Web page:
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Handy Tech for Watering Trees - August 9, 2017

Handy Tech for Watering Trees

Many communities have started using watering bags to help their young trees cope with the drought. Perhaps you have seen the pouches on trees in parks or along streets. These communities have turned to this technology to reduce their labor costs while at the same time effectively irrigating trees.

The typical watering bag is made of polyethylene and holds 15–20 gallons of water. The pouch is wrapped around the outside of the trunk and its sides are zipped together. The trunk does not get wet.

Once filled, water will ooze out of holes in the bottom of the bag for 5 to 9 hours. The trees are watered deeply, helping to develop deep root systems. There is an old rule that a newly planted tree needs a weekly application of 10 gallons of water per inch of trunk caliper (its diameter measured 6 inches above the soil line). Thus, a tree with a caliper of 1–2 inches needs 10–20 gallons and will benefit from a

once-a-week watering using the bag. Larger trees (2–3 inch caliper) can be irrigated twice a week. Trees up to 8 inches can be irrigated using a double bag setup. Bags can be easily unzipped so you can move them from tree to tree. The bags are made by several manufacturers and cost about $25 each. They can be purchased online or through landscape supply stores. The above information was taken from the August 1, 2017 NDSU Yard & Garden Report.

 

When is it too Much Mulch?

When it comes time to landscape a yard or business, trees and shrubs can add color, shade and a number of great qualities. When planting young trees, sometimes it can be a challenge to get them to take and start growing in new soils. Water is an important factor, especially to young trees and shrubs. This summer we have had one of the hottest and driest summers on record, so we might be noticing that some of our trees are not growing and thriving. Along with the above information for watering trees, something that can help is mulch, specifically wood mulch. Wood mulch will help keep the surrounding area of the tree moist, but how much is too much? Here is some information that can help you keep your trees happy and healthy;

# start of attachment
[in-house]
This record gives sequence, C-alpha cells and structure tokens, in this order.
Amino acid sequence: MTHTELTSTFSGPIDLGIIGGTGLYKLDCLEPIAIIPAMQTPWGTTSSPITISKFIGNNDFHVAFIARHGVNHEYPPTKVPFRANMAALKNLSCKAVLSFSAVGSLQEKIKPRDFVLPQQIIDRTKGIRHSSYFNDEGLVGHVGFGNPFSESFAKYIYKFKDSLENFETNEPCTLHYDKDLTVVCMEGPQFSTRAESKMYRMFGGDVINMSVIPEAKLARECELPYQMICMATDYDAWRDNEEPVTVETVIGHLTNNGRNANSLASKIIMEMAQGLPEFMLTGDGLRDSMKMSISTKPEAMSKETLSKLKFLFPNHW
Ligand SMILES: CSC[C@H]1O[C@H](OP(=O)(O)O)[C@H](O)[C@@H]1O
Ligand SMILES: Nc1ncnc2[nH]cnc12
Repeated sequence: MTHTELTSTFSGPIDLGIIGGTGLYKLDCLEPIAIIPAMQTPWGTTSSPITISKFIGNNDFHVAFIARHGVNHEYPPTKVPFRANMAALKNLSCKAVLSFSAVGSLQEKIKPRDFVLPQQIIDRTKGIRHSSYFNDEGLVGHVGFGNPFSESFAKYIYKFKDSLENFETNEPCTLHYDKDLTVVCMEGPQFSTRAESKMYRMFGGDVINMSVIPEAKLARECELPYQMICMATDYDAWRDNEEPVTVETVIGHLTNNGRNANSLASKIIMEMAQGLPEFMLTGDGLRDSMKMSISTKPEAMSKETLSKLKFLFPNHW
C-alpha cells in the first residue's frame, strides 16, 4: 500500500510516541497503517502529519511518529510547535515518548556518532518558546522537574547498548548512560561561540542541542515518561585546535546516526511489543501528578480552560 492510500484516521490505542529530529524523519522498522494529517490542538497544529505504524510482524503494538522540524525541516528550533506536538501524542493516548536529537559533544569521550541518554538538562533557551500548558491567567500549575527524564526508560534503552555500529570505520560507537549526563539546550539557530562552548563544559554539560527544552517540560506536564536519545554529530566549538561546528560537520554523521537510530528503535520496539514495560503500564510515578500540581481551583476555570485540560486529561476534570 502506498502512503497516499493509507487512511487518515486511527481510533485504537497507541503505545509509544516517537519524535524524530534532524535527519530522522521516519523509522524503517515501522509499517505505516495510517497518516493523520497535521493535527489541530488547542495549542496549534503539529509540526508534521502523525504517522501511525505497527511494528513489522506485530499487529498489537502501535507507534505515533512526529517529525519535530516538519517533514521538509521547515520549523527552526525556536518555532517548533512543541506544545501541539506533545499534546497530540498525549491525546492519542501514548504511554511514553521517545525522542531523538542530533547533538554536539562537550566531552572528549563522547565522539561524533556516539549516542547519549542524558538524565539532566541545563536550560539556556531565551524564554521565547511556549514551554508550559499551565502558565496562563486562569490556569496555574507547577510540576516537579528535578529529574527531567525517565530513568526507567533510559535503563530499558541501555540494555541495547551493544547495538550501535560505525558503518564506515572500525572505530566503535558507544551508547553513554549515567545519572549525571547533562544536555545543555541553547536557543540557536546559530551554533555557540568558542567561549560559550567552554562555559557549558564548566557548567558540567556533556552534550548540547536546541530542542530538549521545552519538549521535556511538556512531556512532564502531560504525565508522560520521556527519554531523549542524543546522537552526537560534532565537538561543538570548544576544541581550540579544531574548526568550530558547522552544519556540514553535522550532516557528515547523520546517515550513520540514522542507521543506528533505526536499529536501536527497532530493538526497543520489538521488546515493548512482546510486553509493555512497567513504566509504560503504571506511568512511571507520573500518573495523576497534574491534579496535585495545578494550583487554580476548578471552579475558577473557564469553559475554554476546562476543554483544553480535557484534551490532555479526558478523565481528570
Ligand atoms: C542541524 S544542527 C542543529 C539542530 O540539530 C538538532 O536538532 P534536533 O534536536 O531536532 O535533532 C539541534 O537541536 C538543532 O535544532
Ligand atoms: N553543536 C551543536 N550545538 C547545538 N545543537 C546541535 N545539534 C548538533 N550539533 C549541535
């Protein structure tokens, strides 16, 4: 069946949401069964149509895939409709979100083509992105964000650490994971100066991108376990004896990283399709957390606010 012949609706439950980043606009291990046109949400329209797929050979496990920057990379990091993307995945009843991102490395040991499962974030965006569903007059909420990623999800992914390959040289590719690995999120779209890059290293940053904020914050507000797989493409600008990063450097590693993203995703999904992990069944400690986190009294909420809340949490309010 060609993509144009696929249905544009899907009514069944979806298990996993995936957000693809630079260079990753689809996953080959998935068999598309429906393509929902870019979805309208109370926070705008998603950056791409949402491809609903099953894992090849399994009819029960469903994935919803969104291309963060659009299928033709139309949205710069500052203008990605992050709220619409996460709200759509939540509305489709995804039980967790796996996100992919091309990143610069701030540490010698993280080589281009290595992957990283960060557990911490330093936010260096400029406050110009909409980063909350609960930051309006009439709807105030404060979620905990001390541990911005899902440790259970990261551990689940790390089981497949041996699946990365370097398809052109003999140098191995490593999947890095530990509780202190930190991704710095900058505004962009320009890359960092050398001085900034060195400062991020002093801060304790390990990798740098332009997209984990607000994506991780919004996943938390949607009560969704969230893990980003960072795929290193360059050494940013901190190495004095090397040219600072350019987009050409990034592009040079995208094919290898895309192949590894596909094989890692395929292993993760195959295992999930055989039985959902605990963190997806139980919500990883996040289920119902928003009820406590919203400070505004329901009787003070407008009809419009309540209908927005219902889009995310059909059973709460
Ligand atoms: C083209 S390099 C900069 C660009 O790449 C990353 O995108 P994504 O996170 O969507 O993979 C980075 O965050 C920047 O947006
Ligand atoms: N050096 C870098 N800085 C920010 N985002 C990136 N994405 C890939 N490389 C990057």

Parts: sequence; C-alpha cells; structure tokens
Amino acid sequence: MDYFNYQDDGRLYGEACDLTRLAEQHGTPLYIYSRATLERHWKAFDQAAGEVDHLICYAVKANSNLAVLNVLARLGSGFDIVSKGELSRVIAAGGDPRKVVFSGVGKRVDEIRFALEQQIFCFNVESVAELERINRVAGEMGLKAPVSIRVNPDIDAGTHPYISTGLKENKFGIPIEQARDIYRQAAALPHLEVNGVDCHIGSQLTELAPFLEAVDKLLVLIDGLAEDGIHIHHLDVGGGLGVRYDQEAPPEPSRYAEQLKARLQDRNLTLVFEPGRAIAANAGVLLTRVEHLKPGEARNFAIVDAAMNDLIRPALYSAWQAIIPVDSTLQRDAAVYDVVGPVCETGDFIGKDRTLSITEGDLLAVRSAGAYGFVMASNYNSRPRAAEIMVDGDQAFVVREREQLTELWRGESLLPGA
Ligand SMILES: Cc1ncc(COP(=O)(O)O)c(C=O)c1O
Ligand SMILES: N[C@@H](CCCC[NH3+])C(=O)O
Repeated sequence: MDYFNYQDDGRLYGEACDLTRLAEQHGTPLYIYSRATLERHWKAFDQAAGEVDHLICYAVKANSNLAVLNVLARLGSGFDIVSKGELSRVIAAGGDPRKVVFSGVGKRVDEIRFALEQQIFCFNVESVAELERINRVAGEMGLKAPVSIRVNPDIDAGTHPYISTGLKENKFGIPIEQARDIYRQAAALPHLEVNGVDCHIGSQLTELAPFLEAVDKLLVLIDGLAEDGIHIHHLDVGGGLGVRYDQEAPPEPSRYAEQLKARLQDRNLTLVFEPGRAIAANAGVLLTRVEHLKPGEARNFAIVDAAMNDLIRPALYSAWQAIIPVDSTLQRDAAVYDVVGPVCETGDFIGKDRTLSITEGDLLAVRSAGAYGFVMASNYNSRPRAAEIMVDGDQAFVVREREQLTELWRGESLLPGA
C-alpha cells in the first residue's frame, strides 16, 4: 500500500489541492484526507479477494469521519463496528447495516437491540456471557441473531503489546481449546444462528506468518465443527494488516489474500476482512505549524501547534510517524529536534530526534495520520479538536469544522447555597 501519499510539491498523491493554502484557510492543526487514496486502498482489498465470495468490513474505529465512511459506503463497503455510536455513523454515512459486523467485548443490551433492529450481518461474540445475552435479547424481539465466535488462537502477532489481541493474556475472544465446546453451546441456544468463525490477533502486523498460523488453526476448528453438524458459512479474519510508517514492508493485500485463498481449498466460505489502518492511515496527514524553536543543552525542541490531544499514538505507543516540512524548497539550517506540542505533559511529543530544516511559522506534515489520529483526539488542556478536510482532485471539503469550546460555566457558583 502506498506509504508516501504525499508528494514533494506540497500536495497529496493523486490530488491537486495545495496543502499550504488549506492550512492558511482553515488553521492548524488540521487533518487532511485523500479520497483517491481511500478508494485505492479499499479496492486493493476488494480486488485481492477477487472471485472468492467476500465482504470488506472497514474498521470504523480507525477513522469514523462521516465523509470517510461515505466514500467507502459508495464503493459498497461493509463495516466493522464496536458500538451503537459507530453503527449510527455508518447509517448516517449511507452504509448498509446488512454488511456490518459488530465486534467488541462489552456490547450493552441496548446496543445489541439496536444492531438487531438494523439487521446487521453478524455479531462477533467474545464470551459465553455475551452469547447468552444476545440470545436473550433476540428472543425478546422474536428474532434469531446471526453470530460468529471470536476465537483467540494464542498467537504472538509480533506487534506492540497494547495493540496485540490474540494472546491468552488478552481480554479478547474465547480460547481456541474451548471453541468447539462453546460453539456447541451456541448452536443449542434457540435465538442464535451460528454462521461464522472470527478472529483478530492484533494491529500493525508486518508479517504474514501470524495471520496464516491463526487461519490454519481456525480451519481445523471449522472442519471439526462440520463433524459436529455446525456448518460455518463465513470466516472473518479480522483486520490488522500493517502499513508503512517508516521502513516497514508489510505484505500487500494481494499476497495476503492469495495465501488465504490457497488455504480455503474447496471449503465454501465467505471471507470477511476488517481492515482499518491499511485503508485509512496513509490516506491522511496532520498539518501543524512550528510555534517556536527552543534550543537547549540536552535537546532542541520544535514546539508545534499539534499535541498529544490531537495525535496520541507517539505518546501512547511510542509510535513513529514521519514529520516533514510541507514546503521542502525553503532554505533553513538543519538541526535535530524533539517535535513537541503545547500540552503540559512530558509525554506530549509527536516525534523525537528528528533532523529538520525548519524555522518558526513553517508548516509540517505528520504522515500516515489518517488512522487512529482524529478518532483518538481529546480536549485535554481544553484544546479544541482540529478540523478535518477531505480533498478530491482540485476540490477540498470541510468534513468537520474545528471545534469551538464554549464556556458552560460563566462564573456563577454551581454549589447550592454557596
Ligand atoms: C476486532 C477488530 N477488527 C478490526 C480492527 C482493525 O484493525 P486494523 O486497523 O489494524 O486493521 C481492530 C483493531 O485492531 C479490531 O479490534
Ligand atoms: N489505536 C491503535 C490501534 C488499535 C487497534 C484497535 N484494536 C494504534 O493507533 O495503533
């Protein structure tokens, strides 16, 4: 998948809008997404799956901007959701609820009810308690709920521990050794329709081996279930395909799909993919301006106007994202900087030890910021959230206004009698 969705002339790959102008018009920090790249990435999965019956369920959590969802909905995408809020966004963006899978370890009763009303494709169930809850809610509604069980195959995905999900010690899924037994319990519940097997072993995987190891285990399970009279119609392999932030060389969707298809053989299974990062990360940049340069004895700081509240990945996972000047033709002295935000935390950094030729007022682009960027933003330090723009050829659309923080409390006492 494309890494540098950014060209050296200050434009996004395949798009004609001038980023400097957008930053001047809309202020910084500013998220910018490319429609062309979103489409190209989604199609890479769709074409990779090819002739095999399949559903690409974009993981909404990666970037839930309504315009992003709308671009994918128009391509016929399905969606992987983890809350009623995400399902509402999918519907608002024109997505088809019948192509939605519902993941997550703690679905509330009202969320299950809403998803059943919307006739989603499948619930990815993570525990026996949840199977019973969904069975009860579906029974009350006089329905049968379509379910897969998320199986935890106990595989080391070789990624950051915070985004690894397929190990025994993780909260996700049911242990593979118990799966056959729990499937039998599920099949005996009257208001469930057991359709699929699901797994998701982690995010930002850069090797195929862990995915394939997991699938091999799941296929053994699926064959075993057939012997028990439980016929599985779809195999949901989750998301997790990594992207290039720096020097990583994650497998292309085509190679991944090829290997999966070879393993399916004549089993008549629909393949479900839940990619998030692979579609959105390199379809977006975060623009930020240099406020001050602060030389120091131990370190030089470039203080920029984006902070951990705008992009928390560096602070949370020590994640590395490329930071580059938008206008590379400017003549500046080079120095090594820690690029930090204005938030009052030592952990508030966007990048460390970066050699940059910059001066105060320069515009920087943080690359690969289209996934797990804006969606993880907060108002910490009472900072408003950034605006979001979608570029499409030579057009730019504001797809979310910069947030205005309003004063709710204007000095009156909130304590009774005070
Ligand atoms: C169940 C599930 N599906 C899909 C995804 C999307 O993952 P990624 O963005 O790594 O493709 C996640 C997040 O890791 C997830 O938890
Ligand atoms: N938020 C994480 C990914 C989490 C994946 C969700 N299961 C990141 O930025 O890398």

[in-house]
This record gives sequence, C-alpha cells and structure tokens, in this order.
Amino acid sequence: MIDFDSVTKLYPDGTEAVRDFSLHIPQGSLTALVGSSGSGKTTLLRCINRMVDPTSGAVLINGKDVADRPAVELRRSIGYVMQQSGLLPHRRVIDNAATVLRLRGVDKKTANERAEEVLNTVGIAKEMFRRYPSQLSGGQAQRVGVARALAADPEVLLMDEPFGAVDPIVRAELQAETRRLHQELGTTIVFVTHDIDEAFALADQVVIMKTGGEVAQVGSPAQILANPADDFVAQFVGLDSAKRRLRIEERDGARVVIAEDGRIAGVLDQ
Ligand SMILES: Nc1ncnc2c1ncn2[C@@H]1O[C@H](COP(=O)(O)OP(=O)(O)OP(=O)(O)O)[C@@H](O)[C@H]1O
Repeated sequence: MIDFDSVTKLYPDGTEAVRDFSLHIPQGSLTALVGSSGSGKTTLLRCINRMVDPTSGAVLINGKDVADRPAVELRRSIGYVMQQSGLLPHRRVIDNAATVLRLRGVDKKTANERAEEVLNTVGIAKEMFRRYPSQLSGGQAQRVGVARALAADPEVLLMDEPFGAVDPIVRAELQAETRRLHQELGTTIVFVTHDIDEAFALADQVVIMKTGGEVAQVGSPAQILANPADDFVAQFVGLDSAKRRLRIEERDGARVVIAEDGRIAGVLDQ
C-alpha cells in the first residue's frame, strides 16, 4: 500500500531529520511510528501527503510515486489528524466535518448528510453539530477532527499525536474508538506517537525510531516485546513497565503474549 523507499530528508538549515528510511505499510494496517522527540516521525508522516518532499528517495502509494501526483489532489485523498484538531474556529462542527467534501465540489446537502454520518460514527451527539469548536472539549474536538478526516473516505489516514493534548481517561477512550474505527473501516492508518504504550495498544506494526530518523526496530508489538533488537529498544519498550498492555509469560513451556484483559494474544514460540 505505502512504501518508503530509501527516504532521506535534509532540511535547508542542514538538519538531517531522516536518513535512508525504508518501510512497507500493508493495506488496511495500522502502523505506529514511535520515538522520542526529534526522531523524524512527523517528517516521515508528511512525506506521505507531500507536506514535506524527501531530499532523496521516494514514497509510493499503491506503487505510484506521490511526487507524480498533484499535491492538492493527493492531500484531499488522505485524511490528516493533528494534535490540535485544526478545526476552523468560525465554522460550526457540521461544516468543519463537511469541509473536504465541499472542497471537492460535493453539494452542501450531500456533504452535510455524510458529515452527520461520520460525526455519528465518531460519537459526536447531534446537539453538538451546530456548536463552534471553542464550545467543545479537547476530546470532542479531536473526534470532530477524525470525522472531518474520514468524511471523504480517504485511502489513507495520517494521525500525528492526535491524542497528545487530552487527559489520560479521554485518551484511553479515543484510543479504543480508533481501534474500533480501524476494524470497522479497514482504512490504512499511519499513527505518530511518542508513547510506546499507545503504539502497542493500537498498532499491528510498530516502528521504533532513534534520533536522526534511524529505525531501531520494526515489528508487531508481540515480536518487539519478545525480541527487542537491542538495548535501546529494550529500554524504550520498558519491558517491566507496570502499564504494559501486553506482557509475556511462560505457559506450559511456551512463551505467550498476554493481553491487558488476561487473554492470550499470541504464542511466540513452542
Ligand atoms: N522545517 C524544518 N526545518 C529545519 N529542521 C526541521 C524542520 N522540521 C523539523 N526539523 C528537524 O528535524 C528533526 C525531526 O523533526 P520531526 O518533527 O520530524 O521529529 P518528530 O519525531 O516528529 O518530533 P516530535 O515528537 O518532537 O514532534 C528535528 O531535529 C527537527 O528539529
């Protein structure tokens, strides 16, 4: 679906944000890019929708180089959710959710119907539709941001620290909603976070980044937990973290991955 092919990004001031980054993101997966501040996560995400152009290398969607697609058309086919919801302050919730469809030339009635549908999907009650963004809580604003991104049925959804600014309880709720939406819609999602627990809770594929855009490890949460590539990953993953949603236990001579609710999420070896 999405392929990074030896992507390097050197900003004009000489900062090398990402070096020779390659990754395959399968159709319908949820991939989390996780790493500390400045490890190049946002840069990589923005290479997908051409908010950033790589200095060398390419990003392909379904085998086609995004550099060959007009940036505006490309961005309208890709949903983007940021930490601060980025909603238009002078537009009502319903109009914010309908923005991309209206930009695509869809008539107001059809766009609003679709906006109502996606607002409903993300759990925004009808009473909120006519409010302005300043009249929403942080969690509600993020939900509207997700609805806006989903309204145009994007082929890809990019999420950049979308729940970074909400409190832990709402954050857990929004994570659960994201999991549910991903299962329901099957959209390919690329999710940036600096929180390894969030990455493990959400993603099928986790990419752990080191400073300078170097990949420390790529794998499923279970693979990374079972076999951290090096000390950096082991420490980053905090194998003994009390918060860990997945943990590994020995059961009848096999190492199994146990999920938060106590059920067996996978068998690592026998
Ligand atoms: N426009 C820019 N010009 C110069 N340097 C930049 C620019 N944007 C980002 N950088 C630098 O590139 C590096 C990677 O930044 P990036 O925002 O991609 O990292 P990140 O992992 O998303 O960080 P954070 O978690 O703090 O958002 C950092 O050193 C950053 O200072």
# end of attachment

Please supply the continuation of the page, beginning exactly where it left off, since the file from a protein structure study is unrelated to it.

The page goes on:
• When using wood mulch, you want it to extent to the drip line of the tree

  • Mulch will break down with time, meaning, yearly you will have to add more to your landscaped areas

  • Mulch should be 2-4 inches thick, 2 inches if you have poorly drained soils

  • Keep the mulch 6 inches away from the trunk of the tree, we don’t want it to be shaped like a volcano around your tree

Too often people will put mulch right next to the tree, thinking that is the most important spot to keep moist. But what happens is you create a warm and moist area that attracts insects and diseases. In the winter months, that is a great spot for mice to nest and create damage that could kill the tree in following years.

 

 

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